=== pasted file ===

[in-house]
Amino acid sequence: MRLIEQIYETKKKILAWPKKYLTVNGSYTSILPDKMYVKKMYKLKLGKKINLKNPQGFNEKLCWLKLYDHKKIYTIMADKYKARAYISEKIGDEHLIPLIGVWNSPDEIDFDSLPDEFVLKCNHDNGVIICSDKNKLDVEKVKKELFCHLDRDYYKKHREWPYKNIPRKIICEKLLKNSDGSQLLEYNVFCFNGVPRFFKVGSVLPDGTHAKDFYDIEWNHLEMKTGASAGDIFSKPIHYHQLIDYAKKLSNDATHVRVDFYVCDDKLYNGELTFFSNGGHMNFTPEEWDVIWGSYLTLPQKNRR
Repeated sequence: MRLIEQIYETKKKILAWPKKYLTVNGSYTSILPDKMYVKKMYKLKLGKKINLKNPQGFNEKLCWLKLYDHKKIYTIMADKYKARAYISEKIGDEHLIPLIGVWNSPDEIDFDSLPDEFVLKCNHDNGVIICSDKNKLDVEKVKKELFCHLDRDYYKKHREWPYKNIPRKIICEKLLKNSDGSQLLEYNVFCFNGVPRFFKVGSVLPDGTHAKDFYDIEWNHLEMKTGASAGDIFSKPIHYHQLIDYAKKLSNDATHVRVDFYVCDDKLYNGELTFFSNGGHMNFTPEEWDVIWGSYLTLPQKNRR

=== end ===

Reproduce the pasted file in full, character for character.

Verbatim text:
[in-house]
Amino acid sequence: MRLIEQIYETKKKILAWPKKYLTVNGSYTSILPDKMYVKKMYKLKLGKKINLKNPQGFNEKLCWLKLYDHKKIYTIMADKYKARAYISEKIGDEHLIPLIGVWNSPDEIDFDSLPDEFVLKCNHDNGVIICSDKNKLDVEKVKKELFCHLDRDYYKKHREWPYKNIPRKIICEKLLKNSDGSQLLEYNVFCFNGVPRFFKVGSVLPDGTHAKDFYDIEWNHLEMKTGASAGDIFSKPIHYHQLIDYAKKLSNDATHVRVDFYVCDDKLYNGELTFFSNGGHMNFTPEEWDVIWGSYLTLPQKNRR
Repeated sequence: MRLIEQIYETKKKILAWPKKYLTVNGSYTSILPDKMYVKKMYKLKLGKKINLKNPQGFNEKLCWLKLYDHKKIYTIMADKYKARAYISEKIGDEHLIPLIGVWNSPDEIDFDSLPDEFVLKCNHDNGVIICSDKNKLDVEKVKKELFCHLDRDYYKKHREWPYKNIPRKIICEKLLKNSDGSQLLEYNVFCFNGVPRFFKVGSVLPDGTHAKDFYDIEWNHLEMKTGASAGDIFSKPIHYHQLIDYAKKLSNDATHVRVDFYVCDDKLYNGELTFFSNGGHMNFTPEEWDVIWGSYLTLPQKNRR